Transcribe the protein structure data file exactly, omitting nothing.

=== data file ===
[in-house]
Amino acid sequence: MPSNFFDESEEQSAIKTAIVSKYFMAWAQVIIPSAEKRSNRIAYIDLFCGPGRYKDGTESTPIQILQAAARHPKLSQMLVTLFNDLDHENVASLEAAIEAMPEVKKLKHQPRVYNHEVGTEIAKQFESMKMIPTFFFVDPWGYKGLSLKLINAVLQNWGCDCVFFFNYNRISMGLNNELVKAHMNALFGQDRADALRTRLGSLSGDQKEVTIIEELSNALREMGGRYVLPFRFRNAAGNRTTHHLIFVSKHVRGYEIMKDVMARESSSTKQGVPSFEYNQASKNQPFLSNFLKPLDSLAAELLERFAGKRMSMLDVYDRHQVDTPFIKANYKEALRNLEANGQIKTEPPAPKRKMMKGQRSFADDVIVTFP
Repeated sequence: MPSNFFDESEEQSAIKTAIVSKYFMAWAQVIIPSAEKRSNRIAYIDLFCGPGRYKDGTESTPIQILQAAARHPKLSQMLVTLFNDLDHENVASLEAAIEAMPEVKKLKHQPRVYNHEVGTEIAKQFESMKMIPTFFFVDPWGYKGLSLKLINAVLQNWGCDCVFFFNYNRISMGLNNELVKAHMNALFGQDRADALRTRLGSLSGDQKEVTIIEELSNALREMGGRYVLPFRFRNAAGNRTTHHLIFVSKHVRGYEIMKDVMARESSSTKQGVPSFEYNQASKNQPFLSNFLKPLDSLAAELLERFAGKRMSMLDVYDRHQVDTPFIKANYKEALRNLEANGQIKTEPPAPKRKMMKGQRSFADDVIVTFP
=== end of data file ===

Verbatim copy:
[in-house]
Amino acid sequence: MPSNFFDESEEQSAIKTAIVSKYFMAWAQVIIPSAEKRSNRIAYIDLFCGPGRYKDGTESTPIQILQAAARHPKLSQMLVTLFNDLDHENVASLEAAIEAMPEVKKLKHQPRVYNHEVGTEIAKQFESMKMIPTFFFVDPWGYKGLSLKLINAVLQNWGCDCVFFFNYNRISMGLNNELVKAHMNALFGQDRADALRTRLGSLSGDQKEVTIIEELSNALREMGGRYVLPFRFRNAAGNRTTHHLIFVSKHVRGYEIMKDVMARESSSTKQGVPSFEYNQASKNQPFLSNFLKPLDSLAAELLERFAGKRMSMLDVYDRHQVDTPFIKANYKEALRNLEANGQIKTEPPAPKRKMMKGQRSFADDVIVTFP
Repeated sequence: MPSNFFDESEEQSAIKTAIVSKYFMAWAQVIIPSAEKRSNRIAYIDLFCGPGRYKDGTESTPIQILQAAARHPKLSQMLVTLFNDLDHENVASLEAAIEAMPEVKKLKHQPRVYNHEVGTEIAKQFESMKMIPTFFFVDPWGYKGLSLKLINAVLQNWGCDCVFFFNYNRISMGLNNELVKAHMNALFGQDRADALRTRLGSLSGDQKEVTIIEELSNALREMGGRYVLPFRFRNAAGNRTTHHLIFVSKHVRGYEIMKDVMARESSSTKQGVPSFEYNQASKNQPFLSNFLKPLDSLAAELLERFAGKRMSMLDVYDRHQVDTPFIKANYKEALRNLEANGQIKTEPPAPKRKMMKGQRSFADDVIVTFP